The Royal Canadian Mint has announced the release of a new $1 Canadian coin to celebrate the 50th anniversary of the decriminalisation of gay sex.

The design was approved by Prime Minister Justin Trudeau on December 14, Canadian news outlet CBC reported.



The new $1 coin will be released in 2019, and details of its design are currently kept under wraps as the mint wants to “maximise the impact” of the launch.

“That there’s no place for the state in the bedrooms of the nation.”

— Pierre Trudeau (1967)

The mint has so far hinted that the new $1 coin will feature the word “equality” in English and French—Canada’s two official languages—as well as the stylised overlapping of two human faces within a large circle.

The face’s description, quoted in CBC, read: “The left half of the left face in front view and the right face in profile facing left, the two faces forming one whole face in front view composed of two eyes with eyebrows, a nose, a mouth and two ears with a small hoop earring on the left ear.”

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The new $1 coin will also display the years 1969 and 2019.

Canada’s new $1 coin commemorates beginning of LGBT+ rights battles.

The year 2019 marks half a century since the Commonwealth country first began to challenge laws banning same-sex sexual activities.

The process had started in 1967 under Trudeau’s father, former Canadian leader Pierre Trudeau. That year, while serving as Justice Minister, he proposed changes to the Criminal Code which, among other things, would decriminalise homosexual relations for Canadians over 21.

“I think the view we take here is that there’s no place for the state in the bedrooms of the nation. I think that what’s done in private between adults doesn’t concern the Criminal Code. When it becomes public this is a different matter, or when it relates to minors this is a different matter” he said at the time.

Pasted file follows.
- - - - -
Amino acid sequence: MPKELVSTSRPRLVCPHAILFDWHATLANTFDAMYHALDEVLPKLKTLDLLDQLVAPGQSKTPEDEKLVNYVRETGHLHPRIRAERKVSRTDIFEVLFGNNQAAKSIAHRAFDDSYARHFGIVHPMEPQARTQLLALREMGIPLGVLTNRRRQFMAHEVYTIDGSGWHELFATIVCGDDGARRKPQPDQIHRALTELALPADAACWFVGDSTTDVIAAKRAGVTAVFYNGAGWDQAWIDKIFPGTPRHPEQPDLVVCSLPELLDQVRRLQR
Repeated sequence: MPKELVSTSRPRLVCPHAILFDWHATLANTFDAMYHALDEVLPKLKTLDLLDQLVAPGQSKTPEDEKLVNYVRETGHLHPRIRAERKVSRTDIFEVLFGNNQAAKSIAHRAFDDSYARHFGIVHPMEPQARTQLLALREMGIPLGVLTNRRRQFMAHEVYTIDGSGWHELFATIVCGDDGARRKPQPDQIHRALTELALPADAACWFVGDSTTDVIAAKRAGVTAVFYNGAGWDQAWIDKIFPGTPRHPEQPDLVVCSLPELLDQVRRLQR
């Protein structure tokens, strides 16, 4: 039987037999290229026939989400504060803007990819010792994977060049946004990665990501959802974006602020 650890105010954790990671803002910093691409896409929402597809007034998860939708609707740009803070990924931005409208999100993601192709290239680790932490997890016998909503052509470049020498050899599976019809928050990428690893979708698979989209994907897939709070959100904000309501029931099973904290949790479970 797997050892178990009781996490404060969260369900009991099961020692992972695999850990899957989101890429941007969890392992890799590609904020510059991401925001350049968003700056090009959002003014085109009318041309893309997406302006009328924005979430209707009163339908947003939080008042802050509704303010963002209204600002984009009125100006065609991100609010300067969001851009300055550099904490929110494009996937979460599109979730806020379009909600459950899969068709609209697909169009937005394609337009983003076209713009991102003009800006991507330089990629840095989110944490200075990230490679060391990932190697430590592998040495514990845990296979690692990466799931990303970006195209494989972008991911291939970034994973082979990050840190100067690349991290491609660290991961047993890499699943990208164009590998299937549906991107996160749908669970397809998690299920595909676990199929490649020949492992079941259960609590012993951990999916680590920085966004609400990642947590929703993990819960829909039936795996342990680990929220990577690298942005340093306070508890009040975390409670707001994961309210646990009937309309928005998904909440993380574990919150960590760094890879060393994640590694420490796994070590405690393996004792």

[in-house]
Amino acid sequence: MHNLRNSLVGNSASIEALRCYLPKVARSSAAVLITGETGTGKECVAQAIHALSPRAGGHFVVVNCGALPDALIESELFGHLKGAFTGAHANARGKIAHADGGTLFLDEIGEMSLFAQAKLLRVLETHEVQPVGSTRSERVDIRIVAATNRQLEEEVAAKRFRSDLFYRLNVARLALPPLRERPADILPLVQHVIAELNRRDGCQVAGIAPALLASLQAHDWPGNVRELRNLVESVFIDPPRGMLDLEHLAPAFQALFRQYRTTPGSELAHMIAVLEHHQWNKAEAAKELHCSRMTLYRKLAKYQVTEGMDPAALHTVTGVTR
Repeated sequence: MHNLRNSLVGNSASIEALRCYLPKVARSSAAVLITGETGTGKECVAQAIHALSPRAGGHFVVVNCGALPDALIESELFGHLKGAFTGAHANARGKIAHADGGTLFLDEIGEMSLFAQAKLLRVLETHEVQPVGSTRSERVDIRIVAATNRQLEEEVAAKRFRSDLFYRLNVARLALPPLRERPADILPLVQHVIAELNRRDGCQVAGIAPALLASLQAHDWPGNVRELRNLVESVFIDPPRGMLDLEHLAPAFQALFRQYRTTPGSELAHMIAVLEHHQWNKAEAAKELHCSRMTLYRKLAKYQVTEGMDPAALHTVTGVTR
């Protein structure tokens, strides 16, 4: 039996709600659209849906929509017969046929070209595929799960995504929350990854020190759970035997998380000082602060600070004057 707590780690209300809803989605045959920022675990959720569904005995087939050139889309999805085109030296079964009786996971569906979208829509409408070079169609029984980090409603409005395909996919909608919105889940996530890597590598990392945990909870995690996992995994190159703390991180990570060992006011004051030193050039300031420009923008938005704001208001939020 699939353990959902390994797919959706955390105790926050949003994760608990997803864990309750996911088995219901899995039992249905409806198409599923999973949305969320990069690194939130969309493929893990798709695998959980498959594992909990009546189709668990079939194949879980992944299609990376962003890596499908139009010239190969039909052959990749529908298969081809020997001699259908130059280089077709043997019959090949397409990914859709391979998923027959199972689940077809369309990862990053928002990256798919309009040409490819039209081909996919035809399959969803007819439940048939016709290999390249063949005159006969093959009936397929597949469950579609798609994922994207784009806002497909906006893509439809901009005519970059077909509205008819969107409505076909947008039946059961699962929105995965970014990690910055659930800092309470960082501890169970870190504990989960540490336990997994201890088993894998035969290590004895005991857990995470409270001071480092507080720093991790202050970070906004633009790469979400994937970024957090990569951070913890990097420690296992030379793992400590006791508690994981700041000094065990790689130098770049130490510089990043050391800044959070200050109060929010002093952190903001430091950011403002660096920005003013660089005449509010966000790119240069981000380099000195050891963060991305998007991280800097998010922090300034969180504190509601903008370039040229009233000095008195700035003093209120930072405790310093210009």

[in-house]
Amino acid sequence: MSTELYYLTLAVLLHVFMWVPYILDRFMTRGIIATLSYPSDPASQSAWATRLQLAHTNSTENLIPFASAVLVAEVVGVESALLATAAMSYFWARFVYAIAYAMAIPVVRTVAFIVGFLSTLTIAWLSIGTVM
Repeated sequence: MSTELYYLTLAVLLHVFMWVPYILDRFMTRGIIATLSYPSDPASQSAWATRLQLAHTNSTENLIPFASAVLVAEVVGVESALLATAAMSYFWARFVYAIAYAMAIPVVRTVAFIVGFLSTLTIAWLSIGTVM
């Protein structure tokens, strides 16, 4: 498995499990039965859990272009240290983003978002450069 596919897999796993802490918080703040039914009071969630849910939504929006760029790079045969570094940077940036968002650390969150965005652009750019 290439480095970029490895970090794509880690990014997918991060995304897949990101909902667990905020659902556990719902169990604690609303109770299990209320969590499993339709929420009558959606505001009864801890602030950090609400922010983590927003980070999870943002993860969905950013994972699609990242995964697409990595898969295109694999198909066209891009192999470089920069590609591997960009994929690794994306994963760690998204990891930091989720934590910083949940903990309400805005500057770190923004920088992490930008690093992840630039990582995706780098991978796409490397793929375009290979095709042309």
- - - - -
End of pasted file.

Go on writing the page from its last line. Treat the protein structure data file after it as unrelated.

Spectators attend the annual Pride Festival parade in Toronto, Canada, where the new $1 coin will be released in 2019.
The decriminalisation of homosexuality in 1969 did not end the fight for LGBT+ rights in Canada (Ian Willms/Getty)

The battle for LGBT+ rights however continued, as the persecution of gay men did not end with the 1969 reforms. In February 1981, the police raided four bathhouses in Toronto, arresting more than 250 men in what was known as “Operation Soap.”

A crowd of around 3,000 people then took to the streets to protest the arrests. Several of those arrested had to appear in court, but most of the charges were either dropped or dismissed as a consequence of the community’s response.

Toronto Police chief Mark Saunders apologised for the arrests in 2016.

The following year, Prime Minister Trudeau apologised for the historic persecution of LGBT+ people under the country’s anti-gay laws.

As part of the apology, the government set aside $145 million for reparations—of which $110 million was earmarked for LGBT+ former civil servants who were fired or sidelined in their careers due to their sexuality, while $15 million would be dedicated to historical reconciliation, education and commemoration efforts.




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